Department of health funded research into the social services workforce, carried out by the National Institute of Social Work earlier this year, reveals that:
* Violence is commonplace, especially for residential staff - a quarter of those interviewed had been attacked in the year prior to interviews taking place and over a third said violent incidents occured more than once;
* A third of staff in the study said that in their current job they had been attacked by service users or their relatives, a third that they had been threatened with violence, and three quarters that they had been shouted at or insulted;
Mr Hutton said:
'Recent tragic incidents involving social workers; in particular, the death of Jenny Morrison of Wandsworth social services department, have highlighted the need for a concerted effort to reduce violence against SSD staff.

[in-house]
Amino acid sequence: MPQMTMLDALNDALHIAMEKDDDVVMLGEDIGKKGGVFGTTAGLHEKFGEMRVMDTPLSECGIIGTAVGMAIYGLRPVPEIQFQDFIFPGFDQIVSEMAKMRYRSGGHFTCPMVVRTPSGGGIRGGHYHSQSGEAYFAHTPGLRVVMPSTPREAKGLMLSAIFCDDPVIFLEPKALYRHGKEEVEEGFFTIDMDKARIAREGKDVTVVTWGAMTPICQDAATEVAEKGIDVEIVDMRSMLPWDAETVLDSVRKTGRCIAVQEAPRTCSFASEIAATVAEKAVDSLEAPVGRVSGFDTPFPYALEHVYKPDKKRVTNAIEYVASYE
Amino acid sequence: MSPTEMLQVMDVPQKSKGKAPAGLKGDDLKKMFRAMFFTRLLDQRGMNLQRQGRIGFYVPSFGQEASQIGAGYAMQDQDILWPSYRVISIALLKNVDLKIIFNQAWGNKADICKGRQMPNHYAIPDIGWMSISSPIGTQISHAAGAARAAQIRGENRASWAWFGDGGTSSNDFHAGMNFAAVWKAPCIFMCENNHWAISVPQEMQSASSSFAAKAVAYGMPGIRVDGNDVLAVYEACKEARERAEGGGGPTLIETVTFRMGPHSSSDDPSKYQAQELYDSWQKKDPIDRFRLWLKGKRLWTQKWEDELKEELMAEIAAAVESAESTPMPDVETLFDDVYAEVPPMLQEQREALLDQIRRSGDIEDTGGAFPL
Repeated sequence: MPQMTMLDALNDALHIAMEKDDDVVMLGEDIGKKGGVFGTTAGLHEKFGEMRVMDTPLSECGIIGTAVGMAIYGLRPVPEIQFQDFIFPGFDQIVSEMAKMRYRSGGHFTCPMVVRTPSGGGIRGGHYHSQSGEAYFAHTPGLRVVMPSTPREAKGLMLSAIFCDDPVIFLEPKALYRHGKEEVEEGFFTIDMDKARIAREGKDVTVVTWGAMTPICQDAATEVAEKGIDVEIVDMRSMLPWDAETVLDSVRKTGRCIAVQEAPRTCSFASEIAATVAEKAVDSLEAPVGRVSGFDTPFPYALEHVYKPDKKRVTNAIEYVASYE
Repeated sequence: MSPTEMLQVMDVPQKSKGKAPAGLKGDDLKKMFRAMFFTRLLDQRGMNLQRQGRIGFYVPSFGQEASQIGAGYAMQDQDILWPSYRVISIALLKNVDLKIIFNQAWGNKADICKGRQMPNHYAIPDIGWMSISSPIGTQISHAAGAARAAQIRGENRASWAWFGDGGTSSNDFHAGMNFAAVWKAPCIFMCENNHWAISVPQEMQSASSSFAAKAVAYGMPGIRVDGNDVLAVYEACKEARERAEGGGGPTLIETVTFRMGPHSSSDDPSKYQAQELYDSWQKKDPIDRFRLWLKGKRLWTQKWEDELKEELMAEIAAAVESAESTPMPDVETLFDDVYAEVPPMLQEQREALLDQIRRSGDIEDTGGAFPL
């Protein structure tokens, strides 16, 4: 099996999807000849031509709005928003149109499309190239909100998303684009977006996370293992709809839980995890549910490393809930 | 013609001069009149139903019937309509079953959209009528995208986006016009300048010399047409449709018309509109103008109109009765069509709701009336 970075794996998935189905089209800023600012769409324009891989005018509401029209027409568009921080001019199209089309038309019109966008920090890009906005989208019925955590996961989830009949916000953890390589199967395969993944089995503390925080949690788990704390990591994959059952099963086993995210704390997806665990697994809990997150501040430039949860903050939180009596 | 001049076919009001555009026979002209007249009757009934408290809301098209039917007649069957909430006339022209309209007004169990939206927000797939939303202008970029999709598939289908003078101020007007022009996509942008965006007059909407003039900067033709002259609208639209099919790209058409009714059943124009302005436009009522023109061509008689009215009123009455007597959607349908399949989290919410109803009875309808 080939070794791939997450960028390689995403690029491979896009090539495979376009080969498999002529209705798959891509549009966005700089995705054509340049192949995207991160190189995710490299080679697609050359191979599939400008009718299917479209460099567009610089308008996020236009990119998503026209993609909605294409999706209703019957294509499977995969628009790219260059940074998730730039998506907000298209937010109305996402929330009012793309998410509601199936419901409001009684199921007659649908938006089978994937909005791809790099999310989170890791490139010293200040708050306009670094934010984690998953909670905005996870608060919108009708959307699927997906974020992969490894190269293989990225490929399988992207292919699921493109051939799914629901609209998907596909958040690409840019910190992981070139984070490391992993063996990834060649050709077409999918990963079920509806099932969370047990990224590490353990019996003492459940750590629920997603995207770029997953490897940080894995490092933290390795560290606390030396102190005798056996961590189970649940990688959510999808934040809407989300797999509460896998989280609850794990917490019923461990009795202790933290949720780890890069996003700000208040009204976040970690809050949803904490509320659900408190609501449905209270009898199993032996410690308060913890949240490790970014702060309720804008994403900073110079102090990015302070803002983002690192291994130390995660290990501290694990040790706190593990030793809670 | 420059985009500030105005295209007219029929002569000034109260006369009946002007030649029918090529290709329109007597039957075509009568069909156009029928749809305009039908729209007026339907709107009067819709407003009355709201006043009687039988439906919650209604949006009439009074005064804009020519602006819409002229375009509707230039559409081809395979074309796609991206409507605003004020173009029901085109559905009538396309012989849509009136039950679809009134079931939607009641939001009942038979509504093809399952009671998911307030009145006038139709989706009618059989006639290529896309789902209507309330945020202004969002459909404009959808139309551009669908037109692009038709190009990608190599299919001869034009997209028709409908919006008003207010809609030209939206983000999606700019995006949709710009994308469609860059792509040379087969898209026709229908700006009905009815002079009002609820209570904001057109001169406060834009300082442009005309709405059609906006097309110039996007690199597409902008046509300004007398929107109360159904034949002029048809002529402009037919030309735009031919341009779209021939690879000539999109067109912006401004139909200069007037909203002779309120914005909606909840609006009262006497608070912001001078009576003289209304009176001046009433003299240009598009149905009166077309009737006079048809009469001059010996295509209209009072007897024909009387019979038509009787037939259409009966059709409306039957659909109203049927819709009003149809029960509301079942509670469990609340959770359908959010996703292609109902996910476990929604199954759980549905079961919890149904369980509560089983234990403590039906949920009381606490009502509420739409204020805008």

'Most groups of SSD staff have experienced at some stage in their working careers, threats, insults, physical attack or abuse. Some groups of staff, especially residential workers, seem to be very vulnerable to attack, reporting being pushed, slapped, grabbed hit, kicked or bitten.
'This is just unacceptable. The government has recently launched a major initiative to tackle violence towards NHS staff and it is clear that there is a need to develop a similar initiative for staff working in social services departments. I have invited the Association of Directors of Social Services and the Local Government Association to join with me to discuss the setting up of a national summit this autumn to put in place strategies that will protect and support staff who do a difficult job in sometimes very threatening circumstances.'
1. 'The Social Services Workforce Studies' by the National Institute of Social Work and funded by the DOH is a longitudinal study of five social services departments begun in 1992. Four categories of staff were interviewed: Manager (12%); Social Work (15%); Residential Work (31%); Home Care (42%).